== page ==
A burst of plain speaking often works better than the most polished of circumlocutions. You remember Oronte and the difficulty that the misanthrope, utterly misanthropic though he is, has in convincing him of his fatuity.
ALCESTE: One takes the chance of making oneself look ridiculous. ORONTE: And are you trying to tell me by these words
That I am wrong in wanting …. ?
ALCESTE: I don’t say that. But ….. ORONTE: Do I write badly …. ? ALCESTE: I don’t say that. But after all …. ORONTE: But can’t I find out just what in my sonnet ….? ALCESTE: Frankly, you ought to hide it somewhere and forget it.
Frankly, dear public, you
are being robbed. This may be put crudely, but at least it is clear.
robbery, rob, and robber, may appear to many people to be in bad taste. I should ask them, as Harpagon asked Élise: “Is it the word or the thing that makes you afraid?”
“Whoever by fraud has taken possession of a thing that does not belong to him is guilty of robbery.” (Penal Code, art. 379.)
To rob: To appropriate by stealth or by force. (Dictionary of the Académie française.)
Robber: He who exacts more than his due.
Now, does not the monopolist who, by means of a law of his own making, makes it necessary for me to pay him twenty francs for what I could buy elsewhere for fifteen, take from me, by fraud, five francs that belong to me?
Does he not appropriate them by stealth or by force?
Does he not exact more than his due?
He does, indeed, it may be said, take; he does appropriate; he does exact; but not at all
by stealth or
by force, which are the characteristics of robbery.
When our tax accounts contain a charge of five francs for the subsidy that the monopolist takes, appropriates, or exacts, what could be more
stealthy, since so few of us suspect it? And for those who are not dupes, what could be more
forced, since at the first sign of refusal the bailiff’s man is at our door?
Still, the monopolists need have no anxiety on that score. Robberies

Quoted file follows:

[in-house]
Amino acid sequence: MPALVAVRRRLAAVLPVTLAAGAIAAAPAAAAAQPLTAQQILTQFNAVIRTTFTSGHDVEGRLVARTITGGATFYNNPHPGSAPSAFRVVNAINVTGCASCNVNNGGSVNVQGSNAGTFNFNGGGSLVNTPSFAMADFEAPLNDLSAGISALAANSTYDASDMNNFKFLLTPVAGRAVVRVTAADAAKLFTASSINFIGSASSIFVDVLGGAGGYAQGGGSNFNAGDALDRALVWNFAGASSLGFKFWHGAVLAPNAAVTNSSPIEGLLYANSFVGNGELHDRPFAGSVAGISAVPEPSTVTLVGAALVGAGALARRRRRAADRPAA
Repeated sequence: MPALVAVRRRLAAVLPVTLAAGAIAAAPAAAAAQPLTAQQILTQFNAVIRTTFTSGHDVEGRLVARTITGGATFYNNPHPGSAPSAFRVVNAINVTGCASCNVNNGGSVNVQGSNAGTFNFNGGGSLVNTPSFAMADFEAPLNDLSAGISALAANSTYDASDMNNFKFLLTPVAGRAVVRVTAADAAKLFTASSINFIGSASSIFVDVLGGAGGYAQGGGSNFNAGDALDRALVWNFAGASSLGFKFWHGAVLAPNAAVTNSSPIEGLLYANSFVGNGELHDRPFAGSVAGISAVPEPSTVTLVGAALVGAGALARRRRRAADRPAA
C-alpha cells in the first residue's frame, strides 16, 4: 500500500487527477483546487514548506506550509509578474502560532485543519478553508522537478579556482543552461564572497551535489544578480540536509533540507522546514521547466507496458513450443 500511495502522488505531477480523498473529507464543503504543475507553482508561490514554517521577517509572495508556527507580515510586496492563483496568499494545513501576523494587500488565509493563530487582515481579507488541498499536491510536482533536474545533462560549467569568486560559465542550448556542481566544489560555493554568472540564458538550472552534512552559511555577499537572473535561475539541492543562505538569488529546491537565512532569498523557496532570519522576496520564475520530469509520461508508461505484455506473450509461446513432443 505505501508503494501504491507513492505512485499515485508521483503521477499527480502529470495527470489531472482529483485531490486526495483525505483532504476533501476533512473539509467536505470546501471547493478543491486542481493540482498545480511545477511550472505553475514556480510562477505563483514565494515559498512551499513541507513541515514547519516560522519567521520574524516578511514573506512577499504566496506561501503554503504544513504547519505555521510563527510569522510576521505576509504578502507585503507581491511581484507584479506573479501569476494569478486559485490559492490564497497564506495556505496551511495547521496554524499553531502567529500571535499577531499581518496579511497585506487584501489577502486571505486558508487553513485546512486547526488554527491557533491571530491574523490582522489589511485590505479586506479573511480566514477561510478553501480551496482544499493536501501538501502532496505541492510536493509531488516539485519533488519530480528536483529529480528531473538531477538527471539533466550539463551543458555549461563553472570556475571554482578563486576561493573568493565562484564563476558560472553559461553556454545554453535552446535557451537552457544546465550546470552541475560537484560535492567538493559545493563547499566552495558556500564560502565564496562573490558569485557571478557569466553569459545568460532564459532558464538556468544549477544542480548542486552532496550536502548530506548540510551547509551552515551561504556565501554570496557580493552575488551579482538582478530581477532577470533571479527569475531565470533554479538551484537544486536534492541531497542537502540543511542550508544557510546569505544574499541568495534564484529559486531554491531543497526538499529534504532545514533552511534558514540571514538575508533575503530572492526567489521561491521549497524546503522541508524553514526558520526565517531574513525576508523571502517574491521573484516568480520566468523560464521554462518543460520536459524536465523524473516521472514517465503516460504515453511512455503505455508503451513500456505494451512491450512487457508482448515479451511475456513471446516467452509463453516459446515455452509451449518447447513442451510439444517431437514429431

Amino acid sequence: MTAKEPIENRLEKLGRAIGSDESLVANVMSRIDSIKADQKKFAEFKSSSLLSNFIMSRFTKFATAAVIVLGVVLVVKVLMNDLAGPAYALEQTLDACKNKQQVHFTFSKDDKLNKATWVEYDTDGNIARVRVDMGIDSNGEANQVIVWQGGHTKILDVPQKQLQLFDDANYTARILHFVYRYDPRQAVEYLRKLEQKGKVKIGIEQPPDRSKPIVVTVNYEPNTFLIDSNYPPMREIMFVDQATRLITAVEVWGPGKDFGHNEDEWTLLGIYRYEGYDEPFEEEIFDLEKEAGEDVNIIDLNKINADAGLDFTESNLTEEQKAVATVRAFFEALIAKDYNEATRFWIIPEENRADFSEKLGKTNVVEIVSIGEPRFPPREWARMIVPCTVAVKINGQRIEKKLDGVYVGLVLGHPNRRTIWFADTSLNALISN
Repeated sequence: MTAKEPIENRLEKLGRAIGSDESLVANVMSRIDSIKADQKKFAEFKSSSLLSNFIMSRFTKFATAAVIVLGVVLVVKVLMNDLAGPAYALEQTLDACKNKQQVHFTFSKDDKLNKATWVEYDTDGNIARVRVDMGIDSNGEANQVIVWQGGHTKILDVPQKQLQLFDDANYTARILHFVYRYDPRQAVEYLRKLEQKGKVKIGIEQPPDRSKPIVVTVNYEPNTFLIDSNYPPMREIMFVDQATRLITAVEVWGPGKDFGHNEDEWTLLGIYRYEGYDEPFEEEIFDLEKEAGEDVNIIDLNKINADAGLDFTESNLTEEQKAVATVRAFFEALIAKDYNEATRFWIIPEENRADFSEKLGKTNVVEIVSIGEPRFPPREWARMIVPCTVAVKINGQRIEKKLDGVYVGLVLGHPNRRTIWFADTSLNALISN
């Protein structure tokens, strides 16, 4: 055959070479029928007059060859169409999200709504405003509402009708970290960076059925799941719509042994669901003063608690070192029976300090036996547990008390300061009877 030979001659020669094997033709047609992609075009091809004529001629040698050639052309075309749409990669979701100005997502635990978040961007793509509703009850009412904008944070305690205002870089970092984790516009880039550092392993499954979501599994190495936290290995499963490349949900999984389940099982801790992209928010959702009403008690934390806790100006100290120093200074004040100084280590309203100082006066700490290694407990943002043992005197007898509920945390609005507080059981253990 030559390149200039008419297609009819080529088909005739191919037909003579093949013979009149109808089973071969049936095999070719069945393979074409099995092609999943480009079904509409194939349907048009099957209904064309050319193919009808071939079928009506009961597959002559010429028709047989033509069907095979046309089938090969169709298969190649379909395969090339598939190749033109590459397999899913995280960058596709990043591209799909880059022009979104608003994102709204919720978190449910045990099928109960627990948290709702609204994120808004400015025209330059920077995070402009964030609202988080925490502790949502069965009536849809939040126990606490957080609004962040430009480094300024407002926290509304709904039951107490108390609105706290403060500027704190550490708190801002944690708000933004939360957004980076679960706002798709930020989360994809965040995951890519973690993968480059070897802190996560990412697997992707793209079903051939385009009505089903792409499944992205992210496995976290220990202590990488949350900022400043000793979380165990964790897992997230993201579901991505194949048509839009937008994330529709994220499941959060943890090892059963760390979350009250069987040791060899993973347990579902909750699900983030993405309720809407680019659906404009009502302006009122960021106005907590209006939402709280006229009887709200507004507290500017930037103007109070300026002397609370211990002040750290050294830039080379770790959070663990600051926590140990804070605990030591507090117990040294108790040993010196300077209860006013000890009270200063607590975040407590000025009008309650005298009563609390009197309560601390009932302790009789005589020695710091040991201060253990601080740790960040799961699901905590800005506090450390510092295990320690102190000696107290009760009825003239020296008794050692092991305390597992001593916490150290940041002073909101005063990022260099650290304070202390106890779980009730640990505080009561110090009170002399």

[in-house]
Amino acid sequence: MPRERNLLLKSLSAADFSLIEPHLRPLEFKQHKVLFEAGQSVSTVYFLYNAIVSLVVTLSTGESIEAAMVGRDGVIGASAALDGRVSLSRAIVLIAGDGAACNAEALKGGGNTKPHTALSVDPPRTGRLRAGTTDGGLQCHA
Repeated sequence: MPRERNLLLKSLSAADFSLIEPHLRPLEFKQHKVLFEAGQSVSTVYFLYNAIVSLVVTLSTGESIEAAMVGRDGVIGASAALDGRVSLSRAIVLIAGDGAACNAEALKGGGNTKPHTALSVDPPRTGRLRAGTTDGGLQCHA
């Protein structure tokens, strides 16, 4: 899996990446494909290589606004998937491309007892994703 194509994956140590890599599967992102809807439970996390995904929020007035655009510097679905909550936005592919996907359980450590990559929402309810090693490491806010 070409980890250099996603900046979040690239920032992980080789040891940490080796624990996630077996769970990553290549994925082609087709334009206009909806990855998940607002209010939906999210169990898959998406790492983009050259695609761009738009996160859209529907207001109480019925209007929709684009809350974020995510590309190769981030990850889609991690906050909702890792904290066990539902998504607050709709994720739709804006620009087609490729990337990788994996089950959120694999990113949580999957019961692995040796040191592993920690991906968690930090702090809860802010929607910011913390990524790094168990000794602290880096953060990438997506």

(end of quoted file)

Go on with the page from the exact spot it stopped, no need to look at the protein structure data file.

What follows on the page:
by subsidy or
by tariff, though they violate equity quite as much as highway robbery does, do not violate the law; on the contrary, they are perpetrated by means of the law; this fact only makes them worse, but the
magistrates have no quarrel with them.
Besides, willy-nilly, we are all both
robbed in this respect. The author of this volume may well cry, “Stop thief!” when he buys, but people could just as well address the same cry to him when he sells;
40* if he differs very much from his fellow countrymen, it is only in the fact that he knows that he loses more at the game than he wins, and they do not; if they knew it, they would soon bring the game to an end.
Nor do I boast of being the first to call this practice by its proper name. Here is what Smith said of it more than sixty years ago:
People of the same trade seldom meet together, even for merriment and diversion, but the conversation ends in a conspiracy against the public, or in some contrivance to raise prices.
Should this surprise us, when the public shows no concern about it? Let us suppose that a council of industrialists is formed and holds a meeting for the purpose of setting a
general policy. What takes place, and what decisions are reached?
Here, greatly abridged, are the minutes of the meeting.
“A SHIPOWNER: Our merchant marine is in a desperate situation [outburst of indignation]. No wonder! I can’t build without iron. I find plenty of it at ten francs